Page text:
If we consider the budgeted figures for 2014-15 based on the existing support formula, the government would provide non-Plan support of Rs. 1,875 crore, leaving a gap of approximately Rs. 1,710 crore on account of other essential revenue expenditure. The other costs include about Rs. 500 crore on account of content generation costs. Revenue generated during 2013-14 stood at Rs. 1,623 crore and with a conservative estimate of 5 per cent growth in revenues, the Corporation should be just able to balance out its requirements. However, that hardly leaves surpluses to finance desirable initiatives. To that extent, Prasar Bharati continues to live in a state of uncertain finances. This raises the crucial question on whether the government-approved formula is equitable and consistent with the need to meet the Corporation’s essential needs and to protect its autonomous character.
A quick evaluation of financial results shows that while the salary costs have gone up from Rs. 1,572 crore in 2010-11 to an estimated Rs. 1,890 crore in 2014-15, there has been a sharper escalation in establishment costs and content generation costs—from Rs. 760 crore in 2010-11 to more than double based on the budgetary estimates for 2014-15. At the same time, revenue generation has increased from Rs. 1,301 crore to an estimated Rs. 1,623 crore in 2013-14, growing at less than 9 per cent, continuing the earlier sluggish trend since 2007-08 when revenue stood at approximately Rs. 950 crore. The more disturbing feature is that the relative contribution of Doordarshan vis-a-vis All India Radio has come down in recent years, despite its revenue potential.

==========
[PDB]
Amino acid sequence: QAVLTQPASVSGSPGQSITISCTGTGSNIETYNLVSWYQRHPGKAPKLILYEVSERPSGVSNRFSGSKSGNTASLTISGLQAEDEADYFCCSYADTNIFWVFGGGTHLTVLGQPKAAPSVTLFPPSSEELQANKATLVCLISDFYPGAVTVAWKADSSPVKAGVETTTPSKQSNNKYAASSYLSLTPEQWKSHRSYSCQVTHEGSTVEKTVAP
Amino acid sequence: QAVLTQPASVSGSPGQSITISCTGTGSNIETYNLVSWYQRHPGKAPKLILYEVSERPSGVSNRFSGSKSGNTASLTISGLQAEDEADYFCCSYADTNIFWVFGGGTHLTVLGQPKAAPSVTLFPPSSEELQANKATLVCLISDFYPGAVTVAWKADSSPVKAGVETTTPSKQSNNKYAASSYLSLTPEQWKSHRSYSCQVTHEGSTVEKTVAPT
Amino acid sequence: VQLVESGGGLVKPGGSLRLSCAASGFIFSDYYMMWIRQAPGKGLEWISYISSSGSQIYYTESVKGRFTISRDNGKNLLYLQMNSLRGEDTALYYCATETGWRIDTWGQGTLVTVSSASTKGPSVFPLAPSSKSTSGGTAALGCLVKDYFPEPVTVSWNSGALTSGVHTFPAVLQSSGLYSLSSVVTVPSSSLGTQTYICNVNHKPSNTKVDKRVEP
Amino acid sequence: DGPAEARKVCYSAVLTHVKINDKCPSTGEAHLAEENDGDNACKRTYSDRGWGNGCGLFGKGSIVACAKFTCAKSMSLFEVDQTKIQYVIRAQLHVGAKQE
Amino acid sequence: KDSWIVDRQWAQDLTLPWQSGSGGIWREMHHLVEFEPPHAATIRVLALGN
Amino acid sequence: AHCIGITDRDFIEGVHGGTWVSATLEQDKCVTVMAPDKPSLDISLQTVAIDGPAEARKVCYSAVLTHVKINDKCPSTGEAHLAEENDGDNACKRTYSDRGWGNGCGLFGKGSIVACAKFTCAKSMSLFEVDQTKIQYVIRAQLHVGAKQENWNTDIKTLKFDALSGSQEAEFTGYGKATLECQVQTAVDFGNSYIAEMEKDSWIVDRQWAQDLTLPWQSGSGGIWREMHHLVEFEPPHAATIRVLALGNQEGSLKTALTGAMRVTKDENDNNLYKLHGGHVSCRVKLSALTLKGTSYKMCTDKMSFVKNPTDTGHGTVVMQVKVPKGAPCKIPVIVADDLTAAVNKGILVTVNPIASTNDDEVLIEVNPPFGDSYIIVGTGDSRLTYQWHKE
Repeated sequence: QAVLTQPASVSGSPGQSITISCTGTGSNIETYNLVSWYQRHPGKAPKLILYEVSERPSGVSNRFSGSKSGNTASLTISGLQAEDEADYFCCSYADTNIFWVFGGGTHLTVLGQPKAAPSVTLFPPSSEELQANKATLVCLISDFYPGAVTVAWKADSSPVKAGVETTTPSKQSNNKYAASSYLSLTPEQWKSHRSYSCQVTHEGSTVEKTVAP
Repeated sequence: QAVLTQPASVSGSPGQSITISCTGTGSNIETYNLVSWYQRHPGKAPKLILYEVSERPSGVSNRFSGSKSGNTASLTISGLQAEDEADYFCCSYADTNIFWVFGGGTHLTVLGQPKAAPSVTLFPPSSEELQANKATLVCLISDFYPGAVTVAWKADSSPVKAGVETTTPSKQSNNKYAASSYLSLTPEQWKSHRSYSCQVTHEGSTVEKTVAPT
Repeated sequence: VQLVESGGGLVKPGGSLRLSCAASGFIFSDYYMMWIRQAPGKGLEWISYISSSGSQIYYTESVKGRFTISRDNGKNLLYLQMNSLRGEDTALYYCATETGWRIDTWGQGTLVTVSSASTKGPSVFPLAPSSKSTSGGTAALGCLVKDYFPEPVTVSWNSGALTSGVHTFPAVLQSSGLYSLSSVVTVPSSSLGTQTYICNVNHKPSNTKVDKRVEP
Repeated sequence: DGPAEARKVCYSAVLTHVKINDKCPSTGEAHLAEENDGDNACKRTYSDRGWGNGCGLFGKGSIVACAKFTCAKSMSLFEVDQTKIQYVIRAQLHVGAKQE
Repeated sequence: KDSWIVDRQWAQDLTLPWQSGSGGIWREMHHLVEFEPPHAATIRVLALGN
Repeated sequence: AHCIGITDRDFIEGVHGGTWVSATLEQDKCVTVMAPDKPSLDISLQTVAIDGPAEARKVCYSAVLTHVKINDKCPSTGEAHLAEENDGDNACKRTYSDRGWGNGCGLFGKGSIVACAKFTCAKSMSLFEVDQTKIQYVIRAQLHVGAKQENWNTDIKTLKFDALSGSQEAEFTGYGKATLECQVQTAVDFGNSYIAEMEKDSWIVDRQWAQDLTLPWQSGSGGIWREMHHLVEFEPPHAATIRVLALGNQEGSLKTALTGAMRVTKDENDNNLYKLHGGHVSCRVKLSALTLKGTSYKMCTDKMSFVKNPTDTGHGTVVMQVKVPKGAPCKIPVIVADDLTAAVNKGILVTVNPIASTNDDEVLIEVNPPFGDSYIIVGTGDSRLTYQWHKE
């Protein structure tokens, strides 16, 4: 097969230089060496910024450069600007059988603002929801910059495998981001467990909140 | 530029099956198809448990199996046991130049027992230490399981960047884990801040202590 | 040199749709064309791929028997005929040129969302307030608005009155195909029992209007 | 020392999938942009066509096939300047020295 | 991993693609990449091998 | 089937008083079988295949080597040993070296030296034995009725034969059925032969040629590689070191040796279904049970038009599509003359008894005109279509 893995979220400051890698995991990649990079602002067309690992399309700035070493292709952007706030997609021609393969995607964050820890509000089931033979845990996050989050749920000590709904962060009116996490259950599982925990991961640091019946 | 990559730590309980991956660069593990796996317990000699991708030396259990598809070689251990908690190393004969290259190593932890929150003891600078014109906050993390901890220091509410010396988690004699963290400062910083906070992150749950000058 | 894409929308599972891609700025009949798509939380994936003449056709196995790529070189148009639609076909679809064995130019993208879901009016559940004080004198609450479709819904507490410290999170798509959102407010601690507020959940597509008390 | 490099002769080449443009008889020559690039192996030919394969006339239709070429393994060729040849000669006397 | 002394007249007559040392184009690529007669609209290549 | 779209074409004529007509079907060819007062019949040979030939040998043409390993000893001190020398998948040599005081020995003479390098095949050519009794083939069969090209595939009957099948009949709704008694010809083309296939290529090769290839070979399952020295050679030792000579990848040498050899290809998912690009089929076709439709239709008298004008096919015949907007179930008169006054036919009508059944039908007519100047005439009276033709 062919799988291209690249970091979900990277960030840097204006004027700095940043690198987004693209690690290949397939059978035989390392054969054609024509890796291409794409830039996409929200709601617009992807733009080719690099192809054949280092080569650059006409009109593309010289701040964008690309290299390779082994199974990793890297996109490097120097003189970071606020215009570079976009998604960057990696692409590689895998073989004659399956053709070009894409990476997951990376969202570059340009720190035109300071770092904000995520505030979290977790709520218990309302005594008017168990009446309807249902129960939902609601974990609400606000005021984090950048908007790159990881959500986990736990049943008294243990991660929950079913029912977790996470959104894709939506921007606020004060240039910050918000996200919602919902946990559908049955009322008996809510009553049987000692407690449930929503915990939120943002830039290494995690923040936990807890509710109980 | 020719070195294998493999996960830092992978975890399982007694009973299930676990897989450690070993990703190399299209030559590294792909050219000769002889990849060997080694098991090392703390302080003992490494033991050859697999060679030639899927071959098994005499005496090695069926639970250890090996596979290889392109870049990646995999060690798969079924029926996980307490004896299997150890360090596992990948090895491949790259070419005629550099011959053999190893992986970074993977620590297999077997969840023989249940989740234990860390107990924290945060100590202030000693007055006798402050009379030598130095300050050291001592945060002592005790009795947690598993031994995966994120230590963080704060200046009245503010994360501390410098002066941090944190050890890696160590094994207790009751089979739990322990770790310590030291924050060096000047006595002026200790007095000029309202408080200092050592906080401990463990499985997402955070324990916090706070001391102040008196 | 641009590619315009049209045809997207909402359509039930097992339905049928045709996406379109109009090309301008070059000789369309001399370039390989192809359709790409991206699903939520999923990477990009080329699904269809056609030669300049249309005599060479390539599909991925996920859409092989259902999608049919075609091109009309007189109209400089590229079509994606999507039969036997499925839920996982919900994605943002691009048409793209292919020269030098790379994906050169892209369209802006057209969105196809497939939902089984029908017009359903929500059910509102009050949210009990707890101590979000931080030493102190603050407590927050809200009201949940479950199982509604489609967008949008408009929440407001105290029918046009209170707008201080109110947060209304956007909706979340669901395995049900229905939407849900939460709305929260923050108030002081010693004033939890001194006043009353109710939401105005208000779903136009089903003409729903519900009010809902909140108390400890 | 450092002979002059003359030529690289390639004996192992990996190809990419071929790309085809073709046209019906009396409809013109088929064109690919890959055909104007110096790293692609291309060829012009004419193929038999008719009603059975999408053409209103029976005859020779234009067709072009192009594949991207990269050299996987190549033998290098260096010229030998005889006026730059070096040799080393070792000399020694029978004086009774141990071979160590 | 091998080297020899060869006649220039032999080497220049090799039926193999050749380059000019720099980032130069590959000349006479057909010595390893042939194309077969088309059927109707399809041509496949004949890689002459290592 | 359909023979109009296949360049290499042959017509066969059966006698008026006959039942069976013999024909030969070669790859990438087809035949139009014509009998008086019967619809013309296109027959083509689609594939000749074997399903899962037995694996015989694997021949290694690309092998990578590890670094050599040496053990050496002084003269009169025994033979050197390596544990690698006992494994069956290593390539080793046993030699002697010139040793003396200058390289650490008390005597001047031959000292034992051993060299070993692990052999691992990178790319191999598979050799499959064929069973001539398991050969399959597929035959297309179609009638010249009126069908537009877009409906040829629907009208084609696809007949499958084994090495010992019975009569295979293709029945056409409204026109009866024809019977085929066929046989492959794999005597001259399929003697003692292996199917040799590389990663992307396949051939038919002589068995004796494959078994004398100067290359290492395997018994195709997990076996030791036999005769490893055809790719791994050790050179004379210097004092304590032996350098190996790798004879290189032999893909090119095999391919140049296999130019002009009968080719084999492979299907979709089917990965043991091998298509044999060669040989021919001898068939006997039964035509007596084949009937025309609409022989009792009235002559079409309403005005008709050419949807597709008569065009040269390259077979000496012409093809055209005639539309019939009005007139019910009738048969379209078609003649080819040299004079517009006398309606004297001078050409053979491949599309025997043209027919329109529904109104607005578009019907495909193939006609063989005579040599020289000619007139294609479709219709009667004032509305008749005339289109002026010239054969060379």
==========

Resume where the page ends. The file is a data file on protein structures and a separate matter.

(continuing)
THE problem is crystal clear. Revenue generation is not keeping pace with the increase in revenue costs. Also, the gap is substantially high considering that the employee costs are assured to be funded by the government. Either the revenues are sub-optimal, or the costs are uncontrolled. If it is neither, then there is a case for the government to review its funding formulation. Both are management issues for which absolute operational autonomy is provided for under the Act.
Experience has shown that the real issues are about the institutionalising of sound systems and internal management. The key lies in the Corporation’s ability to ensure efficient utilisation and generation of resources. It is essential that this is bedrocked in a sound organisational framework and transparency in operations. That is precisely where the Corporation has been unable to lift itself out of the morass into which it has sunk over the years.
There are numerous examples of gross mismanagement, bungling and neglect of critical organisational issues, either deliberate or otherwise. Just a sample of these would show why the problems of Prasar Bharati can simply not be explained on the benchmark of the degree of autonomy enjoyed by the Corporation.